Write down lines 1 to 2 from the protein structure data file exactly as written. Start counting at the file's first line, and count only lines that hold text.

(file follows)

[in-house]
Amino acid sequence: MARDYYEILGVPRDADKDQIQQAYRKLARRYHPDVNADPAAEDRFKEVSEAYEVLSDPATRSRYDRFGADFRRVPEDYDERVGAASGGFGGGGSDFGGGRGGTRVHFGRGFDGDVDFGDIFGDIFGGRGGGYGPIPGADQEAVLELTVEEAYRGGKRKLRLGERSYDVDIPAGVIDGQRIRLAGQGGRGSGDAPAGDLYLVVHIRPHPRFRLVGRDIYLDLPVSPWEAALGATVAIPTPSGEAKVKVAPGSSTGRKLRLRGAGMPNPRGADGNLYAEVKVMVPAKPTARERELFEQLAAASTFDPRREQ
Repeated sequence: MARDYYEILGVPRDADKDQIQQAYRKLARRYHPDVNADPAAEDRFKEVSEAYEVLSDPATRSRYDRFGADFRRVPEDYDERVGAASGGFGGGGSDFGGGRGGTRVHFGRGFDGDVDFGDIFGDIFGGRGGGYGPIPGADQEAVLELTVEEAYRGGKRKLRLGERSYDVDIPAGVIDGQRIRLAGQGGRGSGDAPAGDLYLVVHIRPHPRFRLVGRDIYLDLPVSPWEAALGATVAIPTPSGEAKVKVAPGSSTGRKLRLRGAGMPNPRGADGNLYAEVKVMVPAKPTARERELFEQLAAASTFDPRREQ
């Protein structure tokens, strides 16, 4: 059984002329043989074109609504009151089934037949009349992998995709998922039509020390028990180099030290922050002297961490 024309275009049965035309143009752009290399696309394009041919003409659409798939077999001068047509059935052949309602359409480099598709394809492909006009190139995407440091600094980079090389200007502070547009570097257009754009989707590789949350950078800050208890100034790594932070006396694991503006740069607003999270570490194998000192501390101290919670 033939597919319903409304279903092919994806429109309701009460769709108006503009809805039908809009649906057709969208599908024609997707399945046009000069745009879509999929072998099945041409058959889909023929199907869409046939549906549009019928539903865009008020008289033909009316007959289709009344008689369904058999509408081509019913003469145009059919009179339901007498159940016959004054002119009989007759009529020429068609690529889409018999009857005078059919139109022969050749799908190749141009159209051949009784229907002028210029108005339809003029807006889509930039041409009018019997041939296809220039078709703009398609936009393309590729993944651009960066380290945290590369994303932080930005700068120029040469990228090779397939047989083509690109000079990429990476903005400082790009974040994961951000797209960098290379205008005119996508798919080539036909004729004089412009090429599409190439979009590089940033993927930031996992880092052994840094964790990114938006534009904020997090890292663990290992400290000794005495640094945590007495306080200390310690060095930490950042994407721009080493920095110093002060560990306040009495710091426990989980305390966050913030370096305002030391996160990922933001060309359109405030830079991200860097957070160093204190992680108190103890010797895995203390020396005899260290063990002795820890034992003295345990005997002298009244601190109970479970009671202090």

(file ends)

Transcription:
[in-house]
Amino acid sequence: MARDYYEILGVPRDADKDQIQQAYRKLARRYHPDVNADPAAEDRFKEVSEAYEVLSDPATRSRYDRFGADFRRVPEDYDERVGAASGGFGGGGSDFGGGRGGTRVHFGRGFDGDVDFGDIFGDIFGGRGGGYGPIPGADQEAVLELTVEEAYRGGKRKLRLGERSYDVDIPAGVIDGQRIRLAGQGGRGSGDAPAGDLYLVVHIRPHPRFRLVGRDIYLDLPVSPWEAALGATVAIPTPSGEAKVKVAPGSSTGRKLRLRGAGMPNPRGADGNLYAEVKVMVPAKPTARERELFEQLAAASTFDPRREQ